Cost

There’s a big variance in cost across bike-sharing systems around the continent. One thing this new wave of dockless systems has going for it is affordability. The same holds true in Victoria. The price for a ride is absurdly low: $1 per half-hour. I ran an errand over lunch hour and the ride cost me less than 60 cents. I thought it was an error it was so low. Whether this low cost is sustainable over the long run will be interesting to see. But until then, just get out there and enjoy it.

The mood

One thing that can’t be ignored, considering the problems dockless systems have run into in China, is the way the bikes are being used. Bikes can be vandalized, strewn about haphazardly, parked in illegal locations and tossed into waterways. So far, this doesn’t seem to be a major problem in Victoria. There will always be such problems, but perhaps a small city known for its (sorry) genteel character in a country known for its politeness, a dockless system seems to be doing OK.

The verdict

Ubicycle in Victoria seems to be working. As a tourist, it’s a fantastic way of getting around. The locals I spoke with saw it as a convenient and easy option, and wondered what all the fuss was about. It seemed to be working so well that the drama-loving side of me was a bit disappointed—where’s all the hand-wringing and endless debates about cycling? Yawn.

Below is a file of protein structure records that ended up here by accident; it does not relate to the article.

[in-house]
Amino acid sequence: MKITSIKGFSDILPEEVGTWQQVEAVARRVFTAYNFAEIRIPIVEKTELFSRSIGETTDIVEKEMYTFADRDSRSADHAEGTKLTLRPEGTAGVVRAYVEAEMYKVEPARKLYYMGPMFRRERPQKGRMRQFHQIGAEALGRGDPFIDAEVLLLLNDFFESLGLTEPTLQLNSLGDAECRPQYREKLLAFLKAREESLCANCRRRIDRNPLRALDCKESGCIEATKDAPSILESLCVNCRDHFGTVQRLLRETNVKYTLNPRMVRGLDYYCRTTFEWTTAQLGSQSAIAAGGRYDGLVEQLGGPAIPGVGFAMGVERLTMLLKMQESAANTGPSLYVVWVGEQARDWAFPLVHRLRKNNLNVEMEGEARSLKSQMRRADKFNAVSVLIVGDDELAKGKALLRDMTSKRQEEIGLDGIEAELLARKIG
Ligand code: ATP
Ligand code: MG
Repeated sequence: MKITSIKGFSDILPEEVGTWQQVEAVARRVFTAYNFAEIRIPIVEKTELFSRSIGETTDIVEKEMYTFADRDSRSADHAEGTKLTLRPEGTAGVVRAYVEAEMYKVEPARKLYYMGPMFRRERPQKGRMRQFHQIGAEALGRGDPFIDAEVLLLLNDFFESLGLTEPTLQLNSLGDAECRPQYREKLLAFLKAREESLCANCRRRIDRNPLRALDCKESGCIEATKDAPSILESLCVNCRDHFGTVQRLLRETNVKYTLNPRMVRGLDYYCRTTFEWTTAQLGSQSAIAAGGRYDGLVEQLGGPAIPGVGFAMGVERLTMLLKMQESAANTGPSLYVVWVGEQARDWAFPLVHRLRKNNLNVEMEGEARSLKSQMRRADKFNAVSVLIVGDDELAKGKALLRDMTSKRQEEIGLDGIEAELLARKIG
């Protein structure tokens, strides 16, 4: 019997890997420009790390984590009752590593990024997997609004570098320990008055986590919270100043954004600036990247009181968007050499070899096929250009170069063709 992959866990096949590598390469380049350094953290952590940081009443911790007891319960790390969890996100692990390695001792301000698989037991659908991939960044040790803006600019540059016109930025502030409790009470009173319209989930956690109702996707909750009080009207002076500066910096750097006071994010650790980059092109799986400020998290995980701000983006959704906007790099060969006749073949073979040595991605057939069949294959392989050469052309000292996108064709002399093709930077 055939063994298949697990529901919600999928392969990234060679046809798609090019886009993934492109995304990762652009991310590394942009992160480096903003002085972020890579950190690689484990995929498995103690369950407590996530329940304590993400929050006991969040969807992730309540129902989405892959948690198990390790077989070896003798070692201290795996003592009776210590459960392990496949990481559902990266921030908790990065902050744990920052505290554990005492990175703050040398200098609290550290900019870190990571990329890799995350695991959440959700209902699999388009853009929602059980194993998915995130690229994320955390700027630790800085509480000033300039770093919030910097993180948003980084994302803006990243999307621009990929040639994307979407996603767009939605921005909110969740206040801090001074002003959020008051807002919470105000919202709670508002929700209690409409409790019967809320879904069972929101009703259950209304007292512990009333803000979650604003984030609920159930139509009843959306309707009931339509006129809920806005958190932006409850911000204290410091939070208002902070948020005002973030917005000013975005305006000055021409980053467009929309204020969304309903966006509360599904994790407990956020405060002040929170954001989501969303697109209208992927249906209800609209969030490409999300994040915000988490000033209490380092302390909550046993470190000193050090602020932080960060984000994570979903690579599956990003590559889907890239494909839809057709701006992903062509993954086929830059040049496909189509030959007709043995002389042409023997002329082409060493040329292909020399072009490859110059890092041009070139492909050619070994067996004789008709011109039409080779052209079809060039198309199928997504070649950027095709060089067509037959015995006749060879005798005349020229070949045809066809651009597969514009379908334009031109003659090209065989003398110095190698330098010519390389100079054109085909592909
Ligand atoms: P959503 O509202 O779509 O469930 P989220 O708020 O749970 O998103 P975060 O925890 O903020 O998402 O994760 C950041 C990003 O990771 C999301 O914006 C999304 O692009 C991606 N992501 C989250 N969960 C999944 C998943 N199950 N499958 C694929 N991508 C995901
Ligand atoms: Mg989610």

Because of its small size, Victoria may never have the thriving bike-share systems of New York, for example, but perhaps this will be the opportunity to test whether mid-sized cities can successfully operate a system. I, for one, can’t wait to get back and try it again.

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Tom Babin is the author of Frostbike: The Joy, Pain and Numbness of Winter Cycling. 

This is the one thing you should be frightened of while riding your bike in winter

Riding a bike is only the best thing ever, so of course you want to do it all winter long. But you’re frightened. All that cold, snow and ice is intimidating.

But after more than a decade of riding through northern winters, I’ve learned a secret: Those are not the things you should be afraid of.

Cold, for example, is the easiest problem for a winter cyclist to tackle. Pedalling legs are like bellows of your internal furnace: Once they get moving, your body will warm. In fact, the real risk in winter is dressing too warmly.

Snow? Pshaw. Snow may have been a problem at some point, but there are plenty of ways to deal with snow these days. Fat bikes will get you through pretty much anything shallower than your shin. A taxpayer-funded snow plow clearing a bike lane in a timely way is even better.

And don’t worry about ice. If you live in an ice-prone area, studded tires are like the magical traction fairies of winter. Even putting a single studded tire on the front of wheel of your bike will work wonders. Two studded tires will make you feel like you’re riding a Zamboni.

Nope, those are easy problems to deal with. What you really need to worry about is this:

Snirt. Example of snow on the roads mixed with dirt

That mashed-potato mixture of snow and dirt is snirt, the most worrying part of a winter bike commute. Photo by Tom Babin.